December 31 is the deadline for the Irish Government to fix a lack of focus on cycling in its draft climate action, the European Cyclists’ Federation has said.
Earlier this year, the European Cyclists’ Federation said that efforts by the Irish Government to include cycling measures in its draft climate action plan only amounts to “minimum efforts” and is “unsatisfactory”.
“Nine Member States – Finland, Greece, Ireland, Latvia, Lithuania, Luxembourg, Romania, Spain, Sweden – have made minimum efforts in referencing cycling, that we judge ‘unsatisfactory’,” said Fabian Küster, senior policy officer at the European Cyclists’ Federation (ECF).
Küster appeared on front of the Irish parliamentary committee on Climate Action in June, at the time he said: “I also want to applaud Ireland on its plans to go electric. There is one major omission in the strategy, however, and that is leaving out the electric bicycle, e-bike.”
Küster along with two other speakers also called for investment in infrastructure.
The EU-wide rankings put Ireland in the second worst ranking category, which ranged from insufficient / inexistent to excellent. The draft plan lacked a modal shift goal, measurable target to grow cycling by 2030, and a defined budget for cycling.
The ECF found that the draft plan also did not make reference to a Sustainable Mobility Plan, an Active Mobility Law, reference to a National Cycling Strategy, intermodality, improving road safety for cyclists, awareness-raising & promotion of cycling, and fiscal incentives
France and United Kingdom are only two EU member states gain an “excellent” mark — the ECF said that was because of strong references which included a clear budget, commitment to modal shift and reference to a cycling or active mobility law. While only Austria and Italy received a “good” grade.
Küster said: “As part of the EU’s Energy and Climate Policies 2030, Member States were required to develop national Energy and Climate Plans. ECF’s analysis of the 28 draft National Energy and Climate Plans draw the conclusion that cycling is not yet adequately represented as a fully-fledged solution to slash carbon emissions in the transport sector.”
“To score the draft National Energy and Climate Plans, ECF selected a set of thirteen indicators. In particular, we paid attention to four major elements: a reference to cycling and a modal shift goal; a commitment of making public investments in favor of cycling; a clear reference to national cycling strategies, active mobility laws and Sustainable Urban Mobility Planning; and references to targeted pro-cycling measures.”
He added: “The overall assessment of the EU-28 countries combined only reaches a 3/10, a clearly unsatisfactory result regarding the EU objectives in reducing green house gases, For ECF this means that more efforts need to be made for a better consideration of cycling – and more generally active mobility – in the final National Energy and Climate Plans that Member States have to submit to the European Commission by the end of year 2019.”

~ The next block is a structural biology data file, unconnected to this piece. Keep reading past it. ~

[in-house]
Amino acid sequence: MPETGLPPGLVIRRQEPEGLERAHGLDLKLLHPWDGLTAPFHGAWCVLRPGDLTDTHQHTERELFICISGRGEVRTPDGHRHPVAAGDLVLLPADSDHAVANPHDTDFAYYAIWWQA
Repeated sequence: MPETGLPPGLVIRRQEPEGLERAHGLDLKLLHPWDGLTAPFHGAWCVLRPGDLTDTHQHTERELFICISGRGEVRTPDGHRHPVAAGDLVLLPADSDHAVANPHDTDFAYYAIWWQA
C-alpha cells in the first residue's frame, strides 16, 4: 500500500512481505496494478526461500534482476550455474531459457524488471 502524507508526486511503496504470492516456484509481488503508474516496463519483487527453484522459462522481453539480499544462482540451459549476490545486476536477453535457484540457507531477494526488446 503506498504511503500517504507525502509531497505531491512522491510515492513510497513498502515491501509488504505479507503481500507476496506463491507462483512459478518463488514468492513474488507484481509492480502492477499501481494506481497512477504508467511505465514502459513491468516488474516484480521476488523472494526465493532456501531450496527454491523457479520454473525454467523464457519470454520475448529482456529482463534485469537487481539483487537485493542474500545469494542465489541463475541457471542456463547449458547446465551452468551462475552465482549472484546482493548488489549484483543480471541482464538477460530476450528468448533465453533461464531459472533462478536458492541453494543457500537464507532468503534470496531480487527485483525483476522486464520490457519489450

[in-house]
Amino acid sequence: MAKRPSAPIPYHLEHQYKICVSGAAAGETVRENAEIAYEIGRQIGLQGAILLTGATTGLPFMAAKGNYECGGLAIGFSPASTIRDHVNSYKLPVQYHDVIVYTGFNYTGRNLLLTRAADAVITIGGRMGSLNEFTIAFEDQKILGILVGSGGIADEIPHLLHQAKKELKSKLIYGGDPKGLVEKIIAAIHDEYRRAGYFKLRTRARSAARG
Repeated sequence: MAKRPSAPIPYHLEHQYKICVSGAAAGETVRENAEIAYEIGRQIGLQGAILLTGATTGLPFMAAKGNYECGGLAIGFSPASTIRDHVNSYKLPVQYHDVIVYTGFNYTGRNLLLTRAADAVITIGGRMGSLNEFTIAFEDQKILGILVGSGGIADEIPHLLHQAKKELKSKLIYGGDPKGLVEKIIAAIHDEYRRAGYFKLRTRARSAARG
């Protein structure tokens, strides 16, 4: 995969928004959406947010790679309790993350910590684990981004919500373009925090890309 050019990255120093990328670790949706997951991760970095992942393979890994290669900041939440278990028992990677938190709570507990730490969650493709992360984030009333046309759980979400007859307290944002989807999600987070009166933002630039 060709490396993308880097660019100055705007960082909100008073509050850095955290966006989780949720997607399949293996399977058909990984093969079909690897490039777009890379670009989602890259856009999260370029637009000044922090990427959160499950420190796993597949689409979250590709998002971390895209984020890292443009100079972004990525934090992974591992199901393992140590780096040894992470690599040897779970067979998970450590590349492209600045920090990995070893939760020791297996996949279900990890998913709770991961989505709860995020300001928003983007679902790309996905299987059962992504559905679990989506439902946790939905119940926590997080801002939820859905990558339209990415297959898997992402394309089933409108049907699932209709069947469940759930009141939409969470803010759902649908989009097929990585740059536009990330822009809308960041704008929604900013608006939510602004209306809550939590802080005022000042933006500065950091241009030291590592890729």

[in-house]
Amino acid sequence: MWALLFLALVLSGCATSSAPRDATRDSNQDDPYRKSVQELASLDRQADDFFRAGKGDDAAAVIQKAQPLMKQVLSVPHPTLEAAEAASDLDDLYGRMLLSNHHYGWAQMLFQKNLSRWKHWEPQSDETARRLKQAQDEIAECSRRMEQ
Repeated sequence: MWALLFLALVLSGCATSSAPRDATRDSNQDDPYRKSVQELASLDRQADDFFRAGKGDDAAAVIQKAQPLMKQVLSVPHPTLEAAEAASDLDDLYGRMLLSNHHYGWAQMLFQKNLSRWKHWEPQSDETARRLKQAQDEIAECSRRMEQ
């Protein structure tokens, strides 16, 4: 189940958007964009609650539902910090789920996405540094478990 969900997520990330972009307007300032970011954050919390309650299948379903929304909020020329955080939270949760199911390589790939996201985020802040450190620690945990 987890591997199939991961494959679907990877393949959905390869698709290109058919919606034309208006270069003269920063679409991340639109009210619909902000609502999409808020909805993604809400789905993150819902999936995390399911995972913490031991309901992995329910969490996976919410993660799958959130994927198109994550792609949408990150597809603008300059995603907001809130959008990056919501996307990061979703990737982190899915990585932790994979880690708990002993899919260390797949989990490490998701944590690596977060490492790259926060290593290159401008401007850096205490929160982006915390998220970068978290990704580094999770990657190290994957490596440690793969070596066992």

31 Dec is deadline for EU Member States to submit final National Energy and Climate Plans. Draft plans largely overlooked the most energy-efficient transport mode: cycling! @EuCyclistsFed
#COP25Madrid #COP25 https://t.co/SZ4BR7JiRN’-draft-national-energy-and-climate-plans-ecf pic.twitter.com/YblA19rvW7
— Fabian Küster (@FabianKusterECF) December 2, 2019
September subscription drive update: IrishCycle.com has reached its target of 270 subscribers by the end of August -- thank you to all who have helped! Our new target is to have 300 subscribers by the end of 2022 -- originally this was hoped to be exceeded by the first year of running the site full time (end of October), but this is unlikely and so the new target is the end of the year.
If you can help push IrishCycle.com above 300 subscribers, please subscribe today for €5 or more. If you have already done so -- thank you!
Please remember, every month there's a natural drop-off in subscriptions due to people getting new cards, cards stolen, Revolut not topped up etc.
IrishCycle.com is a reader-funded journalism publication. Effectively it's an online newspaper covering news and analyses of cycling and related issues, including cycle route designs, legal changes, and pollical and cultural issues.
There are examples, big and small, which show that the reader-funded or listener-funding model can work to support journalism -- from the Dublin Inquirer and The Guardian to many podcasts. To make it work for IrishCycle.com, it just needs enough people like you to believe!
Monthly subscriptions will give IrishCycle.com's journalism a dependable base of support. But please don't take free access for granted. Last year IrishCycle.com had an average of 15,800 readers per month and we know our readers include people who cycle and those who don't, politicians, officials and campaigners.
I know only a small percentage of readers will see the value of keeping this open enough to subscribe, that's the reality of the reader-funded model. But more support is needed to keep this show on the road.
The funding drive was started in November 2021 and, as of the start of June 2022, 250 readers have kindly become monthly subscribers -- thank you very much to all that have!
But currently, it's only around 1.6% of readers who subscribe. So, if you can, please join them and subscribe today via ko-fi.com/irishcycle/tiers